And here's a little snippet of the action:
Stupid me. As soon as I snapped this picture, the bongo player came over with his arm outstretched and his palm up (the OTHER universal language). Cost me a buck. Not my chosen way to support the economy, but it'll do in a pinch.
On Saturday, we took a double decker tour bus around the city. We had a low flying birds-eye view of everything from apartment living to a baseball game.
In front of our hotel was the beautiful Central Park. Cross the street and you're in Old Havana. But, behind the hotel is Central Havana, a real city neighbourhood. Convert any of these pics to black & white and you're back in the 1940s.
A Habana Centro scene just behind the Hotel Telegrapho converted to B&W. 1949?
Here's the same street in living colour.
Also just behind our hotel was this cute little café, La Casa Del Arroz. We ate a pretty mediocre meal there. Should have guessed by the name: "The House of Rice."???
When the revolutionary poop hit the fan back in 1959, it was "everybody out!" The music industry was no exception. I have no documentation about this old RCA building I ran across, but I'd guess - by the fact that it's abandoned and falling apart - no one has given two hoots about it since then.
On the political side, one just can't escape the reality that 2012 is "Año 54 de La Revolución."
"Socialism. Today, Tomorrow, Always." Yo.
"Prudent love is not love." I'm diggin' it, Ché.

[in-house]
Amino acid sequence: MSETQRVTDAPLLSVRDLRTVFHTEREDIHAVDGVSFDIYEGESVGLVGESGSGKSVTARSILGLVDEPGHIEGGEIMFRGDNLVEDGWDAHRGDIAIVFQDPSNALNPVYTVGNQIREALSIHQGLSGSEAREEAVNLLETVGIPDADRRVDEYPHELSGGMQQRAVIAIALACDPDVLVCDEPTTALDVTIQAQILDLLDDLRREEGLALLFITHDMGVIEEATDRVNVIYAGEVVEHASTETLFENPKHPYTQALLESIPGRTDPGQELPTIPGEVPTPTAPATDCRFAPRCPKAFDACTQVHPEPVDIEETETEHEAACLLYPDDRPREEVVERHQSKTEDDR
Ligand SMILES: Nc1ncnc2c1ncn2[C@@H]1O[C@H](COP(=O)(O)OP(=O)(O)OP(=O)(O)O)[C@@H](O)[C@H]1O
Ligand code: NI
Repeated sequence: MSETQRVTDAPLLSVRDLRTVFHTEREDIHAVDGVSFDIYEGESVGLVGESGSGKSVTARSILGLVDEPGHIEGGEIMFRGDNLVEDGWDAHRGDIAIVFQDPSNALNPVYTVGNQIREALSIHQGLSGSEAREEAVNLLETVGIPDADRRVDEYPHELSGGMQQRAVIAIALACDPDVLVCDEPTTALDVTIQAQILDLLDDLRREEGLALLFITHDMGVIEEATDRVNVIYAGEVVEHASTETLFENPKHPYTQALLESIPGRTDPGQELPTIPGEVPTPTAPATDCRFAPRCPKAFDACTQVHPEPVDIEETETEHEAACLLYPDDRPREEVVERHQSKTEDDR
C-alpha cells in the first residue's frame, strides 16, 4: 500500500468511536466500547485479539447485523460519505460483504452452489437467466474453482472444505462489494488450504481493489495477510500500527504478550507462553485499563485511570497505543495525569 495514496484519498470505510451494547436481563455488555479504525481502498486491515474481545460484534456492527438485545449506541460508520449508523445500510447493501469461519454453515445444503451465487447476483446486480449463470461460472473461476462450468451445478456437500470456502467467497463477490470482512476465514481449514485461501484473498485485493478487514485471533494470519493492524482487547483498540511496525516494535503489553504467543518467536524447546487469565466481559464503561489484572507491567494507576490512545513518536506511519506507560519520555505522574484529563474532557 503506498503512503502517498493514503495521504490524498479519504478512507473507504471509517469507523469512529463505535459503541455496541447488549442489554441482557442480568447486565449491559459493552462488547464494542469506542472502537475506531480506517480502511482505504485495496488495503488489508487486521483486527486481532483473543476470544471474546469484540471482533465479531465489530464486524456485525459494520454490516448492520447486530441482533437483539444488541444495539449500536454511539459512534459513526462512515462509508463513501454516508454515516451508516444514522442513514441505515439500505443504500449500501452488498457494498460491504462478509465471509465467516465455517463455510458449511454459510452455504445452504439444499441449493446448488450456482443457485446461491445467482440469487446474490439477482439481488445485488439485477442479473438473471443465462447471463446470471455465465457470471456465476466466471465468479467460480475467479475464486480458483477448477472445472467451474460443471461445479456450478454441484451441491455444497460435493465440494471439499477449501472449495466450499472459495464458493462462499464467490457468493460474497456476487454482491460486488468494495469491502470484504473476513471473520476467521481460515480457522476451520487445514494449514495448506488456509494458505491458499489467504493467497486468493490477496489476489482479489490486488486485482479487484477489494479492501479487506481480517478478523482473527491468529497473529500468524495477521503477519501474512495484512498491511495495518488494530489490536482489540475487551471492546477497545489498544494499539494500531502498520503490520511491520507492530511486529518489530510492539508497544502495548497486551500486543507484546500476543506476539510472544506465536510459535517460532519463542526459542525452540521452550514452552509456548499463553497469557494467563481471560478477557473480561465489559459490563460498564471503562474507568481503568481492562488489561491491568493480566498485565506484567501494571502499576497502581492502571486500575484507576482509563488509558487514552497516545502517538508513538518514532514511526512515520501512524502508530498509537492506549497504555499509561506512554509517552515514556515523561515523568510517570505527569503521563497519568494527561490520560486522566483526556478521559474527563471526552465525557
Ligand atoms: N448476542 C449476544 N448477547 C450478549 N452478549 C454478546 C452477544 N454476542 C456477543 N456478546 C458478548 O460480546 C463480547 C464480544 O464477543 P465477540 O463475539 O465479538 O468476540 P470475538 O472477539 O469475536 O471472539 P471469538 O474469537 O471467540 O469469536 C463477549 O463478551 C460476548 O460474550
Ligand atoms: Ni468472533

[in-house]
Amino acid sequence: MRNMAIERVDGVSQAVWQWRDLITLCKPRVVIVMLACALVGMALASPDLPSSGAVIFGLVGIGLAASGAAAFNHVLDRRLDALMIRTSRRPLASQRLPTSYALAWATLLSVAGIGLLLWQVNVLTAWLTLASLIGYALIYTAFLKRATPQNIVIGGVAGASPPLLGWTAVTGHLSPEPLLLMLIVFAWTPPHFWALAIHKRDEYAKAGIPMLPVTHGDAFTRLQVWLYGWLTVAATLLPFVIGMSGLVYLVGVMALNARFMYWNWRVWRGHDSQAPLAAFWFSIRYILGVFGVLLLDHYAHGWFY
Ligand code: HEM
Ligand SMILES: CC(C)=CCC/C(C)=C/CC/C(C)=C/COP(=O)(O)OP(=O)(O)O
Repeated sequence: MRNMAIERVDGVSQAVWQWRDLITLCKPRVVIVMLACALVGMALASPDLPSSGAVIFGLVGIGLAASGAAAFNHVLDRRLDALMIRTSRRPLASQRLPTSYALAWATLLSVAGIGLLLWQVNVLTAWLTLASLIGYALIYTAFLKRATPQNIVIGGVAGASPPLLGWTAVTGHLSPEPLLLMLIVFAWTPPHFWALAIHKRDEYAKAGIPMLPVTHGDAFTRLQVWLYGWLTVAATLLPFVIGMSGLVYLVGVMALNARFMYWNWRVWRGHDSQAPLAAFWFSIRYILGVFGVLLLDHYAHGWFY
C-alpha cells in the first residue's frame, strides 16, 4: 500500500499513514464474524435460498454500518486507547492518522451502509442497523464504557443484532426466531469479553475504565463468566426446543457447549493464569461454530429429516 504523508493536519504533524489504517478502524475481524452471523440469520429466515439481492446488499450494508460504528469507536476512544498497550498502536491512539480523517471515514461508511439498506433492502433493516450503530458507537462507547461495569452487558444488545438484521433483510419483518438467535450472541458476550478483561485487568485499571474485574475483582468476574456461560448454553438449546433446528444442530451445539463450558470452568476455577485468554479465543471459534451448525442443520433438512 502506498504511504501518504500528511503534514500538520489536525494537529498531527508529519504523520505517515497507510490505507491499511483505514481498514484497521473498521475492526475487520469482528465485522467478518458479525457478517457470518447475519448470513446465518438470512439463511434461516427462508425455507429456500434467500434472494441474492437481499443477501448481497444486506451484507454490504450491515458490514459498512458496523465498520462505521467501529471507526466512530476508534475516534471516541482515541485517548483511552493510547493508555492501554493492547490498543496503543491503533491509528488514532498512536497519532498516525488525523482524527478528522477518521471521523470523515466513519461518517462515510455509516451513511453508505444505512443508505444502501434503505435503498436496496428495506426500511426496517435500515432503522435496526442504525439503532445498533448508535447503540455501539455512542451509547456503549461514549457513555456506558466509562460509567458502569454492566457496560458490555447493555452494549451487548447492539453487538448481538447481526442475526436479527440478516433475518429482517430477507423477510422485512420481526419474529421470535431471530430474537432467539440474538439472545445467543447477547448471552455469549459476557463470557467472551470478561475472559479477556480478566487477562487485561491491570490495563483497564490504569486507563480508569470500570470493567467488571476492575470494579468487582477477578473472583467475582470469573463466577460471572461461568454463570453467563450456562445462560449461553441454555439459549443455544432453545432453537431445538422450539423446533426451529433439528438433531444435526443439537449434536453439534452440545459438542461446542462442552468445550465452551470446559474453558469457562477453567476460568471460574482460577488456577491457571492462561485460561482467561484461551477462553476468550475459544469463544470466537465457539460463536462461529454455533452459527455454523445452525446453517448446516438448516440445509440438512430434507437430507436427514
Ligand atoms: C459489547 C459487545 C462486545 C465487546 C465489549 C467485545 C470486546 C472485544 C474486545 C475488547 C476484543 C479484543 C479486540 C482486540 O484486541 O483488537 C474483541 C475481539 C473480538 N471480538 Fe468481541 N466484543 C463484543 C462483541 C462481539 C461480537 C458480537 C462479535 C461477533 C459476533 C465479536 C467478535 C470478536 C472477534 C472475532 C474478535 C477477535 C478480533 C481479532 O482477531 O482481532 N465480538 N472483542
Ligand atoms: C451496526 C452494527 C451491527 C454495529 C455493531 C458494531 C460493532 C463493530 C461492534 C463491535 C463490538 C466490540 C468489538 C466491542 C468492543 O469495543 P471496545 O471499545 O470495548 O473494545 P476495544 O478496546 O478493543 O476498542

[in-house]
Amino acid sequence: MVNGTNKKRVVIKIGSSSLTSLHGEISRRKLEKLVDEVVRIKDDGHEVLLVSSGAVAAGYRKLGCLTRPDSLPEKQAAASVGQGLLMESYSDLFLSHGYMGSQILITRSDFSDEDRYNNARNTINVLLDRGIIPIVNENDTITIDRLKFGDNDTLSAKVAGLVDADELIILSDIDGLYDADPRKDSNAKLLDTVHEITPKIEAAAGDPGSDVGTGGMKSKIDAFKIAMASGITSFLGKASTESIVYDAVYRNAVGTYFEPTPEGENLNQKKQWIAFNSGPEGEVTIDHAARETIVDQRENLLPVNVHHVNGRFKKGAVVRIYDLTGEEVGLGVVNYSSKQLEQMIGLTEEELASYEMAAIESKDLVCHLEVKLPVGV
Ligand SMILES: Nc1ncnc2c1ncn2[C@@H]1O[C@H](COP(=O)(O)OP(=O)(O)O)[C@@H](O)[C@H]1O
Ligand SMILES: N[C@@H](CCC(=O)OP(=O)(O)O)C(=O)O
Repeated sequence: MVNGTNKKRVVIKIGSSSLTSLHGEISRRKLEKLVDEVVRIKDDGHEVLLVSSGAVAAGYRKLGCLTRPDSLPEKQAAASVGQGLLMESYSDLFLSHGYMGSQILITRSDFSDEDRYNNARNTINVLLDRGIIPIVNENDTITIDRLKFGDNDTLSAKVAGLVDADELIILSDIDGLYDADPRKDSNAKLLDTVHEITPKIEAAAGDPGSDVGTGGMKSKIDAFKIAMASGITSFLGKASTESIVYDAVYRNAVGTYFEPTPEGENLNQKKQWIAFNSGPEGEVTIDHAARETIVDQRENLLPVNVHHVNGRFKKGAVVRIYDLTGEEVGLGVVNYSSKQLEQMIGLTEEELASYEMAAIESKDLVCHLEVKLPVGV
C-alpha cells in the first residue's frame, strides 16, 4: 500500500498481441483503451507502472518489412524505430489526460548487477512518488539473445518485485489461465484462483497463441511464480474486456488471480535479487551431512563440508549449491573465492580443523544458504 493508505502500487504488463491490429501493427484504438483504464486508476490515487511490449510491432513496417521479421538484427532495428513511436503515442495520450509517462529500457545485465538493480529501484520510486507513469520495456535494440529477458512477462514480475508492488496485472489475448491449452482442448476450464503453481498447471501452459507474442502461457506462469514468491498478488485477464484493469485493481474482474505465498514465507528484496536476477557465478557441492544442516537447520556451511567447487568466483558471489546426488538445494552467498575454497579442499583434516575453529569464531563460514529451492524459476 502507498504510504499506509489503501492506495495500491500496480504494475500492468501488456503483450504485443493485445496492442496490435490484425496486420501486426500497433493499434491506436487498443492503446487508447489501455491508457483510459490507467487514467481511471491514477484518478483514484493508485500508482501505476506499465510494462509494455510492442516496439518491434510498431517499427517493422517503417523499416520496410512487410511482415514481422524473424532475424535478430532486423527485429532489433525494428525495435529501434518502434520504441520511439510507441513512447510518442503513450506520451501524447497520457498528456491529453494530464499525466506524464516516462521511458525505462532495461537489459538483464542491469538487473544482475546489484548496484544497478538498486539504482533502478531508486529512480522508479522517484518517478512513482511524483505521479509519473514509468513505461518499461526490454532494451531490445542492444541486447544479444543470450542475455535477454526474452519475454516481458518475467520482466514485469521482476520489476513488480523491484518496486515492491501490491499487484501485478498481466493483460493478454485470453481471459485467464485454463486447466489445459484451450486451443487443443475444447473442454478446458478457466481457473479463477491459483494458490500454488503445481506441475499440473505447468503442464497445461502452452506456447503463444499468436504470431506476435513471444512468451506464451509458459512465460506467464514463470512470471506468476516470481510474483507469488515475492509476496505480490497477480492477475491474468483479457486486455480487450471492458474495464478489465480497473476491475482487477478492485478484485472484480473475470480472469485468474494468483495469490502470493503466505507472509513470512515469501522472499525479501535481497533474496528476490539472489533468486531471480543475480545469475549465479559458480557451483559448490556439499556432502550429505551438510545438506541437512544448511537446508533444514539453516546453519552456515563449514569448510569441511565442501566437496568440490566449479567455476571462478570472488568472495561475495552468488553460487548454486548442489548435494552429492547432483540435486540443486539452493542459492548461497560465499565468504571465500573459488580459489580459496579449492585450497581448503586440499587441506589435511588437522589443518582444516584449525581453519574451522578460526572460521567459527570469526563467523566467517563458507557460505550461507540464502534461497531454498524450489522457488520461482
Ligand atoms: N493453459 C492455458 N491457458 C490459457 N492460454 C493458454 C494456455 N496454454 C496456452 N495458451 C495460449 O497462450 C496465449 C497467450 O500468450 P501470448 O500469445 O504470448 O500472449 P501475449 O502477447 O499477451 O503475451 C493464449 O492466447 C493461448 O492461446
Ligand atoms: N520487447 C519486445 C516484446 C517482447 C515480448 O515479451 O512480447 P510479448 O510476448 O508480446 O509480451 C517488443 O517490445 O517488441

At the Museum of The Revolución:
Inside the star on the little tank, "26" refers to 26 July, 1953, when Castro organized a failed mission (his first) to overthrow Fulgencio Batista.
The Museum of the Revolution.
The Malecón is the 4 lane street that runs along the breakwall. In the heat of the summer, it's a strolling lover's paradise. The Caribbean can put a damper on things, however, when the breeze whips up.
The sea splashes up over The Malecón. Good view of Morro fortress built in 1589. Good chance the sea was splashing then, too.
These two little future Major Leaguers were playing catch as I walked along the sea. You can hear snippets of a busking trombonist in the background.
He handed me a pair of maracas and we "jammed" a bit. His horn was duct taped and had putty stopping up the cracks. Somehow he managed to sound pretty great, despite the flawed instrument.
Sunset on a choppy Saturday night.
On Monday, we left Havana, looking forward to the real R&R awaiting us in Jibacoa. Took this video from the cab.
On the road to Jibacoa - a little over an hour's drive - there are many oil pumpers.
THE BREEZES JIBACOA:
The grounds outside our room at The Breezes.
A view from the dining room.
Charrone caught Luis doing his morning stretch at the beach....
... and unwinding in the dining hall.
Every evening there was entertainment, most of it on the schlocky side, but the performers got an A for effort. One night, however, was Afro-Cuban, and it was fairly astounding. They did a dance winding and unwinding a maypole that was very amazing. A snippet follows ...
There was really great snorkelling within just a very short swim...
... great mojitos ...
... great cappuccino ...
... a great time.
In the Veradero Juan Gualberto Gomez Airport, the departures were limited to Cuba, Canada and Moscow.
After a very relaxing 4 days of all-inclusive down time, we headed home. I highly recommend seeing this island, and SOON before the imperialists have their way with it again. Let's hope it's done much more gently and respectfully this time.